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Saturday, 2 September 2017

Doctor Fox and Free Trade

A former medical practitioner, Liam Fox PC MP, the Secretary of State for Trade, is chafing at the bit He cannot begin any substantial work towards the task that he has supposedly been given - to arrange post-Brexit trade agreements with countries outside the European Union - until it is finally decided to what extent [if any] the United Kingdom will remain in the European Economic Area after 2020. It is beginning to dawn on Mrs May that a 'hard Brexit' will be calamitous for the British economy. Far from enabling the country to hold its head high among the major powers, solitary Britain would be seen for what it is: an ill-managed struggling economy with more legacy issues than thriving new world-class companies, with a huge and growing balance-of-payments deficit and massive external indebtedness.

Nevertheless, Dr Fox is apparently buoyed-up by the dogma that free trade is a universal 'good thing'; because that is what members of the Econocracy tell him. The professors who can no longer con their more intelligent students still hold sway with the headbanging Brexiteers who seem to control the present government; partly because the sorts of things that they say make the current policy ['no deal is better than a bad deal'] seem almost rational.

In the ever-narrowing intellectual universe that the professors inhabit, inconvenient facts can simply be ignored. So they chose not to notice that the eighteenth century, when Britain pursued protectionist policies, was a period of high economic growth during which the agricultural and industrial revolutions were accomplished. The period when so-called free trade was at its peak, 1848-1914, was the age of imperialism, when European monarchies led by Britain with its globally dominant navy and Russia with its serf army conquered all of northern Asia. The European empires controlled the world, with the exception of the United States.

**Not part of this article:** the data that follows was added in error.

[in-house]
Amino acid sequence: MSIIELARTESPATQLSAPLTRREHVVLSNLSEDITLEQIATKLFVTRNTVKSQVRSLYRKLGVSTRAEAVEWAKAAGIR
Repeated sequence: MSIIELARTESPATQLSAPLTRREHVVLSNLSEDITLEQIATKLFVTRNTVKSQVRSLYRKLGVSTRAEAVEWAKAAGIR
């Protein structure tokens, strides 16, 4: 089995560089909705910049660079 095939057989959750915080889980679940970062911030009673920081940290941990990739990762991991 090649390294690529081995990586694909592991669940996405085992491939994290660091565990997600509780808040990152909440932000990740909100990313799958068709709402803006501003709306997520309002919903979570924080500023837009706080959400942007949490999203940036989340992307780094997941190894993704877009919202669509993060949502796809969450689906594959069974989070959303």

For every free trade agreement that now exists between countries there are hundreds of inhibitions on free trade. Smoking, alcohol and mind-changing drugs are to varying degrees controlled by law, penal taxation and religious interdiction. Health and safety laws can easily be used to control imports when a government agency chooses to use such rules to restrain some trades. 'Free trade' in sex is increasingly subject to controls and bans. Point protectionism remains a powerful tool of government, when a country slaps a tax on a competitively-priced import on the grounds that the import is too disruptive to the market for competing products made in the country concerned.

Free trade is, and always was, a fantasy; and the more democratic a country may be - in the sense that the government has to respond the the demands of statistically-important minorities of its citizens - the less chance there is of that country implementing free trade arrangements that can do damage to the economic interests of such minorities. This, and no 'ideal' of free trade preached by Econocratic professors, is the reality of the trading world; and always will remain so.

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